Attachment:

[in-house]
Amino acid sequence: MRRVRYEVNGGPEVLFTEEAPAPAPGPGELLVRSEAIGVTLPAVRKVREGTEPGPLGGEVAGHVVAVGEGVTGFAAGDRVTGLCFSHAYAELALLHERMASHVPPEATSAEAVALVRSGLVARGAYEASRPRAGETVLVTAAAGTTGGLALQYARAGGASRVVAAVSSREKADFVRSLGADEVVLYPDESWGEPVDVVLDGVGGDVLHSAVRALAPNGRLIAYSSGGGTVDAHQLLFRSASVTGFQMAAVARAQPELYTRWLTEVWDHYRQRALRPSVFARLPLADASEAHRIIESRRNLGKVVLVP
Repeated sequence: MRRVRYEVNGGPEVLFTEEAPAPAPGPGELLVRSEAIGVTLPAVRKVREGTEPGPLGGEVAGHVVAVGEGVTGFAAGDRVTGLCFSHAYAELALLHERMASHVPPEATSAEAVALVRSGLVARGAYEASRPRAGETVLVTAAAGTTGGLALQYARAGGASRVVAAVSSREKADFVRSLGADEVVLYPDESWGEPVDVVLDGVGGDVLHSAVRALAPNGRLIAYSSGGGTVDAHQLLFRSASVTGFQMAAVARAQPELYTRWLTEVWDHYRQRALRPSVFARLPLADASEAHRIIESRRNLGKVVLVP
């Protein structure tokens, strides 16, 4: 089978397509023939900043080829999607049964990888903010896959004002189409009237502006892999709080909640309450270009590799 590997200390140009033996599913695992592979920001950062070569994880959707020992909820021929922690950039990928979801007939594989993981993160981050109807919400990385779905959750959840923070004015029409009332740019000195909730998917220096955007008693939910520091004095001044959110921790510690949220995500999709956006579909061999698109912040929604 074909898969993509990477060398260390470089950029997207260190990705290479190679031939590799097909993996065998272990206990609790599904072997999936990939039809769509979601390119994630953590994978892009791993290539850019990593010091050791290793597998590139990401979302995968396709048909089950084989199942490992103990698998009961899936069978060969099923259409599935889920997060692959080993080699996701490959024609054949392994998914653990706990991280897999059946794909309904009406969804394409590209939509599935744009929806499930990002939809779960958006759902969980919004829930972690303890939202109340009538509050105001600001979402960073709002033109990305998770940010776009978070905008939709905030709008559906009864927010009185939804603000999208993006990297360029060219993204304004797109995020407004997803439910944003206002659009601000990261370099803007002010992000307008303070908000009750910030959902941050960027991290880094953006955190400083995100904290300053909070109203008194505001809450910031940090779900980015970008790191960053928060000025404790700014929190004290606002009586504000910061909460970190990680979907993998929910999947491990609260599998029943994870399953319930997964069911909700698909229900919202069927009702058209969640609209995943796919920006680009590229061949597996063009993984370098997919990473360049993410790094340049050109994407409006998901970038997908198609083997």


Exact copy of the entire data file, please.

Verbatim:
[in-house]
Amino acid sequence: MRRVRYEVNGGPEVLFTEEAPAPAPGPGELLVRSEAIGVTLPAVRKVREGTEPGPLGGEVAGHVVAVGEGVTGFAAGDRVTGLCFSHAYAELALLHERMASHVPPEATSAEAVALVRSGLVARGAYEASRPRAGETVLVTAAAGTTGGLALQYARAGGASRVVAAVSSREKADFVRSLGADEVVLYPDESWGEPVDVVLDGVGGDVLHSAVRALAPNGRLIAYSSGGGTVDAHQLLFRSASVTGFQMAAVARAQPELYTRWLTEVWDHYRQRALRPSVFARLPLADASEAHRIIESRRNLGKVVLVP
Repeated sequence: MRRVRYEVNGGPEVLFTEEAPAPAPGPGELLVRSEAIGVTLPAVRKVREGTEPGPLGGEVAGHVVAVGEGVTGFAAGDRVTGLCFSHAYAELALLHERMASHVPPEATSAEAVALVRSGLVARGAYEASRPRAGETVLVTAAAGTTGGLALQYARAGGASRVVAAVSSREKADFVRSLGADEVVLYPDESWGEPVDVVLDGVGGDVLHSAVRALAPNGRLIAYSSGGGTVDAHQLLFRSASVTGFQMAAVARAQPELYTRWLTEVWDHYRQRALRPSVFARLPLADASEAHRIIESRRNLGKVVLVP
């Protein structure tokens, strides 16, 4: 089978397509023939900043080829999607049964990888903010896959004002189409009237502006892999709080909640309450270009590799 590997200390140009033996599913695992592979920001950062070569994880959707020992909820021929922690950039990928979801007939594989993981993160981050109807919400990385779905959750959840923070004015029409009332740019000195909730998917220096955007008693939910520091004095001044959110921790510690949220995500999709956006579909061999698109912040929604 074909898969993509990477060398260390470089950029997207260190990705290479190679031939590799097909993996065998272990206990609790599904072997999936990939039809769509979601390119994630953590994978892009791993290539850019990593010091050791290793597998590139990401979302995968396709048909089950084989199942490992103990698998009961899936069978060969099923259409599935889920997060692959080993080699996701490959024609054949392994998914653990706990991280897999059946794909309904009406969804394409590209939509599935744009929806499930990002939809779960958006759902969980919004829930972690303890939202109340009538509050105001600001979402960073709002033109990305998770940010776009978070905008939709905030709008559906009864927010009185939804603000999208993006990297360029060219993204304004797109995020407004997803439910944003206002659009601000990261370099803007002010992000307008303070908000009750910030959902941050960027991290880094953006955190400083995100904290300053909070109203008194505001809450910031940090779900980015970008790191960053928060000025404790700014929190004290606002009586504000910061909460970190990680979907993998929910999947491990609260599998029943994870399953319930997964069911909700698909229900919202069927009702058209969640609209995943796919920006680009590229061949597996063009993984370098997919990473360049993410790094340049050109994407409006998901970038997908198609083997």